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06th Aug 2016

JOE Backpacking Diary #18 – The Road to Rio is complete

Joe Harrington

After four months of travelling, I’ve arrived in Rio for the Olympic Games.

My name is Joe Harrington; I’m travelling through Central and South America for eight months, here’s what happened on week 17.

Next Stop: Rio De Janeiro, Brazil

I took a bus from Huaraz to Lima (€35) in Peru to catch my flight to Rio and, as always, things didn’t go according to plan.

I found a really nice-looking hostel near the airport called Pasado Del Rey, so I aimed for there when I arrived in Plaza Norte in Lima. The taxi said it was €5 to get to my hostel so I hopped sharpish.

That part of Lima is considered dangerous so I didn’t want to be aimlessly wandering at night.

I got to the hostel and it looked nothing like the one I saw online; the place was an absolute mess. It was late and I was tired so I took one for the team. The one-man team. Me. I’m the team.

It turns out that there are two Pasado del Reys in that area, they are about 500 metres away from each other which is very confusing. I just picked the wrong one. Thank you app. Not!

That app is great though, do download it if you’re going traveling. You can download cities so you can view offline and it has tonnes of information about bus stops, bars, doctors, restaurants etc.

The following morning’s airport process was so smooth and I was on my flight destined for Brazil at 12pm. I ended up beside an American guy called James on the flight. A very interesting guy. He married a Brazilian woman, they lived in the north of Brazil before moving back to the States for a few years. They’re living in Cusco in Peru now, where they’re running a travel company.

James told me a lot about Brazilian culture and tried to help me with the language. The switch to Portuguese is tough lads, it’s a little bit similar to Spanish but very different at the same time. I’m watching cartoons in Portuguese at the moment because the characters speak slowly and simply which is exactly what I need.

I set down in Rio at 9.30pm and hopped into a taxi to my Airbnb in Flamengo, which is just a few metro stops from Copacabana so it’s a great location. The taxi drive was interesting, passing rough neighbourhoods where army tanks – yes, tanks – and heavily armed guards were stationed near. The police and army presence is massive for the Olympics.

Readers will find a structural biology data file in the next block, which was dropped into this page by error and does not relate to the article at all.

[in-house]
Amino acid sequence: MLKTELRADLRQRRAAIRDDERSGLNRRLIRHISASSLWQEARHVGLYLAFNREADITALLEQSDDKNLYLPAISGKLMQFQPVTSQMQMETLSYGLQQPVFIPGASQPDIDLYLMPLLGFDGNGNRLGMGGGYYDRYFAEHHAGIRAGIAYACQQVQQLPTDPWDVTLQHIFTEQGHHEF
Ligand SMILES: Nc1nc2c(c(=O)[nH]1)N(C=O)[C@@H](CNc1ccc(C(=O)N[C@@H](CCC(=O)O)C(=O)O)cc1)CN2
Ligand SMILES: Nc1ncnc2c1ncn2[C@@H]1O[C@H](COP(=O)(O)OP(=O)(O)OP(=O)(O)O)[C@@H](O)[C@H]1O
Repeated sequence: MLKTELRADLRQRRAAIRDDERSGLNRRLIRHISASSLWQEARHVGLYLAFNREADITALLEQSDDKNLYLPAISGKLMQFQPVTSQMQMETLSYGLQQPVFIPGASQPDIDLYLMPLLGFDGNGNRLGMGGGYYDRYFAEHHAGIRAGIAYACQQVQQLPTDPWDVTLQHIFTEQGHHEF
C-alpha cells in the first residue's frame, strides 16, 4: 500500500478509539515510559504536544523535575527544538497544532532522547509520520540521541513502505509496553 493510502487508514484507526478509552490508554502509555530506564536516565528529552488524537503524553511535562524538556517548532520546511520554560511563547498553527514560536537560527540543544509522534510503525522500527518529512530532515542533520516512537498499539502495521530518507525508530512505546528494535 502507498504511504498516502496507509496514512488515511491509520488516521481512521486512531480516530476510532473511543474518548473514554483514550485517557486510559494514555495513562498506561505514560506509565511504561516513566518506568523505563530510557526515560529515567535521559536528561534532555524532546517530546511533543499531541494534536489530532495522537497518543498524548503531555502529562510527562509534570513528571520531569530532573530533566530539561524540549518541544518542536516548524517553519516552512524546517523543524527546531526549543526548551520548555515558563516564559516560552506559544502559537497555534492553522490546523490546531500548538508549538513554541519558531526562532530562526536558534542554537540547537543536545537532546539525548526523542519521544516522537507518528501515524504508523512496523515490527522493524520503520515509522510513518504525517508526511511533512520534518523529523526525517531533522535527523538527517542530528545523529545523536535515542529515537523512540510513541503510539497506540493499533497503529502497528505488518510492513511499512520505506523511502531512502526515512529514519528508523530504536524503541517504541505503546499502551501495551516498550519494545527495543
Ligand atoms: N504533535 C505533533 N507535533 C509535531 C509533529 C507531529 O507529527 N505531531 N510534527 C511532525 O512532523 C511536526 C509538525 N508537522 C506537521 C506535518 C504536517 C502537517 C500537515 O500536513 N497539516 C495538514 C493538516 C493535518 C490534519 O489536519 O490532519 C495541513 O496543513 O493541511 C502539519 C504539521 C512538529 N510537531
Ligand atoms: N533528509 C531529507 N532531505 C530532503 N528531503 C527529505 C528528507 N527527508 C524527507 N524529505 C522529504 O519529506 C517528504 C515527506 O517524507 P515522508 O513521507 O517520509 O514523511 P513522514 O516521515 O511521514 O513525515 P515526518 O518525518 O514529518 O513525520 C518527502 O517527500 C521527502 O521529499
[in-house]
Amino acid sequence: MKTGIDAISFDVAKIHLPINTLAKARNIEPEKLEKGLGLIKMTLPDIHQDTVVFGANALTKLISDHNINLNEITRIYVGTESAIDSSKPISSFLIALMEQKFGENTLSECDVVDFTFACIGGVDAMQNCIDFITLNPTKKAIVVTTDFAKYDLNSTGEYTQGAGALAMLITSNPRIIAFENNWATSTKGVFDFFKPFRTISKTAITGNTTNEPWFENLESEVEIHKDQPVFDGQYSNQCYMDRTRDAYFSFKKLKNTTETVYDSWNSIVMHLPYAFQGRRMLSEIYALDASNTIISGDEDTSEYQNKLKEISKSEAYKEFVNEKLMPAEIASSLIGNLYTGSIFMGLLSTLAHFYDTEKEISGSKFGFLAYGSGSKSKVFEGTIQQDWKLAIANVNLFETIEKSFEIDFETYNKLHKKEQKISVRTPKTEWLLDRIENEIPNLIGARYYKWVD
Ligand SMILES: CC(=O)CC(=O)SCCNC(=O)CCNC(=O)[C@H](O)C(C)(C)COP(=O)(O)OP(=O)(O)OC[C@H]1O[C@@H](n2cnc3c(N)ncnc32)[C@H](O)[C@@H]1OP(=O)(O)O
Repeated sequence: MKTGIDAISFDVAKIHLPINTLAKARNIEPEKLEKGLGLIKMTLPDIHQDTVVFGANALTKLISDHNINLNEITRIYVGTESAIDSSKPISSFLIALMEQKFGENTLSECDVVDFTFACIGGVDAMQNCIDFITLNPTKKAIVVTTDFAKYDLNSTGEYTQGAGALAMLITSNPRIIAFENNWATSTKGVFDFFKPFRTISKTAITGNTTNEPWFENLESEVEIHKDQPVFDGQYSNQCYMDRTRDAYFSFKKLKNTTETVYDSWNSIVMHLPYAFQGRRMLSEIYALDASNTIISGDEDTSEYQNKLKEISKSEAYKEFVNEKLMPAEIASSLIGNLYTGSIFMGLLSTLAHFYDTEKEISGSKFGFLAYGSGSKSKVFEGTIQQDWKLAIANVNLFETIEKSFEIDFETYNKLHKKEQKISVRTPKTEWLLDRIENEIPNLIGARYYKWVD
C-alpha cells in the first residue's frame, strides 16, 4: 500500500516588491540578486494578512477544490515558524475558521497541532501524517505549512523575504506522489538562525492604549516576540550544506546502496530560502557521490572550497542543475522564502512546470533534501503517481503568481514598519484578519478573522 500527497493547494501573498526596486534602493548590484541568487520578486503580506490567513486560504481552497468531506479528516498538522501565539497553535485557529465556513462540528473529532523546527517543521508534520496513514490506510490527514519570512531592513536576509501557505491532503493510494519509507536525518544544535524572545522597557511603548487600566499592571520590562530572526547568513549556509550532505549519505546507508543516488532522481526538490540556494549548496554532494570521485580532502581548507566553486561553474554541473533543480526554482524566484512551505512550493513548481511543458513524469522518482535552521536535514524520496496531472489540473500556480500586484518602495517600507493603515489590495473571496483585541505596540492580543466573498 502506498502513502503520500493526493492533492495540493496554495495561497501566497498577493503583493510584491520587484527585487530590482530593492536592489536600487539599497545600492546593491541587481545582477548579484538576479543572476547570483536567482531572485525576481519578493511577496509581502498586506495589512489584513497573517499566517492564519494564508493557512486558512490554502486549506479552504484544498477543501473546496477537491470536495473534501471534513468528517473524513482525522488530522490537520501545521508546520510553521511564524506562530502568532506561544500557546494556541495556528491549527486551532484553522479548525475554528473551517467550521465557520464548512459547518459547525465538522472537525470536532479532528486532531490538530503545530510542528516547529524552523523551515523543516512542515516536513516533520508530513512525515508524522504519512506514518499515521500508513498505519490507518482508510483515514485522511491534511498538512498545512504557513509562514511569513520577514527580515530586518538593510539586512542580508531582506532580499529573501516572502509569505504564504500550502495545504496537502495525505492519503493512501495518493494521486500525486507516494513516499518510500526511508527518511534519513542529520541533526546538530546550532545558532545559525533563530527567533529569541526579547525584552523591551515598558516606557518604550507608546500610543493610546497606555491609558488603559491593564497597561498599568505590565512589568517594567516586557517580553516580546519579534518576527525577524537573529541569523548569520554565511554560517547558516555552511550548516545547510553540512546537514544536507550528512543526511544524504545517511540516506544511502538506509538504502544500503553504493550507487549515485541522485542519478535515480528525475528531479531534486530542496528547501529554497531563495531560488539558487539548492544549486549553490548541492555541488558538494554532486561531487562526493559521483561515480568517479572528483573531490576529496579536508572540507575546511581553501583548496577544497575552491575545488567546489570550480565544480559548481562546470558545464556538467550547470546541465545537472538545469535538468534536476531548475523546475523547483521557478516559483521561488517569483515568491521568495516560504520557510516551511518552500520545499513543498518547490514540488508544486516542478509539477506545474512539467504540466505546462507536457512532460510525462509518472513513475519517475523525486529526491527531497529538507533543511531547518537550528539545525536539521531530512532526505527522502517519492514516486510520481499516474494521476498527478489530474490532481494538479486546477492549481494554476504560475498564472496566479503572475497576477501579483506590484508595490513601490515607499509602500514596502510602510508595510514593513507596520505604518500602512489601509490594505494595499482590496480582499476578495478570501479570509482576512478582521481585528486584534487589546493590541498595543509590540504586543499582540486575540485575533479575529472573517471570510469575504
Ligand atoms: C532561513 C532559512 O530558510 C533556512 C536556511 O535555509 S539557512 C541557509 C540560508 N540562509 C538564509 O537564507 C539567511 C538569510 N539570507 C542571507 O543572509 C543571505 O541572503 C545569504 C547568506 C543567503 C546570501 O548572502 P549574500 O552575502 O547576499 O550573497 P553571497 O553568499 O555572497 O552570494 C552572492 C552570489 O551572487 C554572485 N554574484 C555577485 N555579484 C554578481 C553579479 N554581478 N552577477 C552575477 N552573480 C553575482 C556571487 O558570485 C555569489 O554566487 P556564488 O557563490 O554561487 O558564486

I arrived at my Airbnb at 11pm and was greeted by the host, Bruna, who quickly introduced me to the whole house; her boyfriend Dudu, their guest Icaru and her mother and father. These people are my new family for the next three weeks, I thought. They couldn’t have been more welcoming, Bruna and her dad Ivan speak English so that’s a massive help.

I have been warned so many times about safety and security in Rio. Bruna and others gave me tips like; never take out your phone or wallet on the street, don’t wear watches, always protect your pockets in crowded areas, don’t accept random help from strangers and don’t walk by yourself at night. She added that being held up at gunpoint “almost never happens” but her mentioning it freaked me a little.

As you can imagine, my first morning exploring the city was a bit tense. I just didn’t feel relaxed, which is something I haven’t felt since the start of my trip in Guatemala City. I hate the feeling so much. I sorted out a subway card (€1.50 per trip) and headed straight for the Copacabana.

All the way there, the lyrics “Tooooo the Copa, Copacabanaaaaa” were playing over and over in my head and now it’s doing to the same in yours. Sorry. I’m truly sorry.

The beach is stunning. White sand, beautiful people, volleyball, football, surfers and music coming from all angles. The buzz is really electric there. I strolled down the shore and eventually came across the Olympic rings and the beach volleyball arena for the games. What a setting for an Olympic event.

The city is pretty expensive but I’m still in cheap backpacking mode so I decided to go to my local supermarket instead of eating out. The prices are pretty much the same as home but I found this decent Italian sausage (calm down, you child) and pasta which would cover two days’ dinners. The high life, wha?!

The next day was all about work really, I had to plan my events and map of the city and arenas. Rio is enormous. I did a few reccies to different venues this week and they all take the bones of 90 minutes to get to and that’s before the proper Olympic traffic arrives. Patience is key here, and it’s going to be for the next three weeks.